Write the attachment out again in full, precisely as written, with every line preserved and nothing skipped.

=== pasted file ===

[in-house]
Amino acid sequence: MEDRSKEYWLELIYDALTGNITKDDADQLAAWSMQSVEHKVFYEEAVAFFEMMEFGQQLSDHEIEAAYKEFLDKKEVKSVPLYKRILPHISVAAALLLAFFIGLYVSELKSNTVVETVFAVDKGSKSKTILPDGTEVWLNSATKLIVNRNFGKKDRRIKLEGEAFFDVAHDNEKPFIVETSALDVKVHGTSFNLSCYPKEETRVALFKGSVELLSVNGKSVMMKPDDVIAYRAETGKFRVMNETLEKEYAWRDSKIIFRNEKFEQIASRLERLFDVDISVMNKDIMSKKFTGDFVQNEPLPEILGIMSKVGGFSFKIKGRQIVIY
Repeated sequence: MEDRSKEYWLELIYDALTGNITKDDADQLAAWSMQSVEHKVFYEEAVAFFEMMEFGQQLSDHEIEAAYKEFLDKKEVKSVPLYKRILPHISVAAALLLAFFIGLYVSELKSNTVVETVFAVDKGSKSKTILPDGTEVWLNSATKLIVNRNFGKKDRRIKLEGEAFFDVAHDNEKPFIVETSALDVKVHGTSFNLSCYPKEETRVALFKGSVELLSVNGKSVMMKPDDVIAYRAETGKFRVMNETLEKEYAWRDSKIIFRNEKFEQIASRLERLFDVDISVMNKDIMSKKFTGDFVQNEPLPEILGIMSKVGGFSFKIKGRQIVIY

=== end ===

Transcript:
[in-house]
Amino acid sequence: MEDRSKEYWLELIYDALTGNITKDDADQLAAWSMQSVEHKVFYEEAVAFFEMMEFGQQLSDHEIEAAYKEFLDKKEVKSVPLYKRILPHISVAAALLLAFFIGLYVSELKSNTVVETVFAVDKGSKSKTILPDGTEVWLNSATKLIVNRNFGKKDRRIKLEGEAFFDVAHDNEKPFIVETSALDVKVHGTSFNLSCYPKEETRVALFKGSVELLSVNGKSVMMKPDDVIAYRAETGKFRVMNETLEKEYAWRDSKIIFRNEKFEQIASRLERLFDVDISVMNKDIMSKKFTGDFVQNEPLPEILGIMSKVGGFSFKIKGRQIVIY
Repeated sequence: MEDRSKEYWLELIYDALTGNITKDDADQLAAWSMQSVEHKVFYEEAVAFFEMMEFGQQLSDHEIEAAYKEFLDKKEVKSVPLYKRILPHISVAAALLLAFFIGLYVSELKSNTVVETVFAVDKGSKSKTILPDGTEVWLNSATKLIVNRNFGKKDRRIKLEGEAFFDVAHDNEKPFIVETSALDVKVHGTSFNLSCYPKEETRVALFKGSVELLSVNGKSVMMKPDDVIAYRAETGKFRVMNETLEKEYAWRDSKIIFRNEKFEQIASRLERLFDVDISVMNKDIMSKKFTGDFVQNEPLPEILGIMSKVGGFSFKIKGRQIVIY